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RE: st: load EXCEL to STATA

From   "Lachenbruch, Peter" <>
To   "''" <>
Subject   RE: st: load EXCEL to STATA
Date   Thu, 1 Apr 2010 08:30:47 -0700

Another small tip for StatTransfer is that you can change the type of variable as you read in.  I just had a number of worksheets in Excel that would be read into Stata as strings, even though they were supposedly numbers.  In the variables tab in StatTransfer you can change the type (assuming they are the string equivalent of numbers) quite easily.  The researcher had also used -9 for missing on most variables, but 99999 for missing on dates (which gave Sept 9 99 and a very large number).  The mvdecode in Stata was easily used.  

Also, I had labeled variables in an earlier data set, and needed to get the right labels set up.  A merge with the old data did the trick.  

Finally, most of the variables were in UPPER CASE - renvars did the trick - actually, I left the remaining string variables in UPPER CASE for easy identification.

There probably are easier ways to do this, but these worked just fine.

Again, StatTransfer is absolutely indispensable to my work.  You can get it through the Stata store or from Circle Systems.


Peter A. Lachenbruch
Department of Public Health
Oregon State University
Corvallis, OR 97330
Phone: 541-737-3832
FAX: 541-737-4001

-----Original Message-----
From: [] On Behalf Of Phil Schumm
Sent: Thursday, April 01, 2010 5:29 AM
Subject: Re: st: load EXCEL to STATA

On Mar 31, 2010, at 10:16 PM, G. Dai wrote:
> I have a very big data set which is consist of hundreds of  smaller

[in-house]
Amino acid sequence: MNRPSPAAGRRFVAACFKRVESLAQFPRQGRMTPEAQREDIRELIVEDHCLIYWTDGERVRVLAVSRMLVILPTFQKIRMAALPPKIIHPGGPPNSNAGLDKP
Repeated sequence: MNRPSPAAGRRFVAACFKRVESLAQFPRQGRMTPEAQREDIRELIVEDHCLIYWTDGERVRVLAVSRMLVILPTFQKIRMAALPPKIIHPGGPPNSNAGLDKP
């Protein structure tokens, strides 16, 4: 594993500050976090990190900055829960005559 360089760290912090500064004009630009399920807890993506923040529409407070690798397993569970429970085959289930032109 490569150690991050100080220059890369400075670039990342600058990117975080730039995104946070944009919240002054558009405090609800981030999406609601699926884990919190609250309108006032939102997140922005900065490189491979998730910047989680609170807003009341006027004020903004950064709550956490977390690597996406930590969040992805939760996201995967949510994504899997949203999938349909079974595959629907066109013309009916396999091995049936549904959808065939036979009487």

> EXCEL table sheet.  Each EXCEL table sheet actually includes many  
> county observations in one state.
> To read the EXCEL in my STATA, I need first OPEN the EXCEL file and  
> then SAVE it as CSV form.  However, this easy task seems very time  
> consuming since hundreds of such sheet need to be open and save!
> So, is there any easy to read the EXCEL sheet without saving it into  
> CSV form?  Last, the EXCEL sheet actually includes a title and short  
> description notes at the beginning of the sheet, which is very  
> annoying.

As Martin suggested, Stat/Transfer would make short work of this,  
including giving you the ability to exclude the title and description  
at the beginning of each sheet.  Stat/Transfer is a great program, and  
should be part of any data analyst's toolkit.

That said, another possibility you might consider is the xlrd module  
available for Python (  This will  
permit you to work with the data (and even the formatting) in Excel  
files without having to deal with Microsoft's Component Object Model  
(i.e., you can use it on any platform).  A good tutorial is available  

For example, to read all of the sheets in a workbook and write them to  
tab-delimited files (which you could then -insheet- in Stata), you  
could do something like this:

import xlrd, csv

workbook = xlrd.open_workbook('workbook.xls')
for name in workbook.sheet_names():
     sheet = workbook.sheet_by_name(name)
     data = []
     for row in range(sheet.nrows):
     outfile = open('%s.txt' % name, mode='w')
     writer = csv.writer(outfile, dialect='excel-tab')

Personally, I use Stat/Transfer whenever possible, but occasionally  
use xlrd when (1) the format of the Excel workbook is funky enough  
that Stat/Transfer can't handle it, or (2) I have to provide a  
solution to someone who doesn't own Stat/Transfer.

-- Phil

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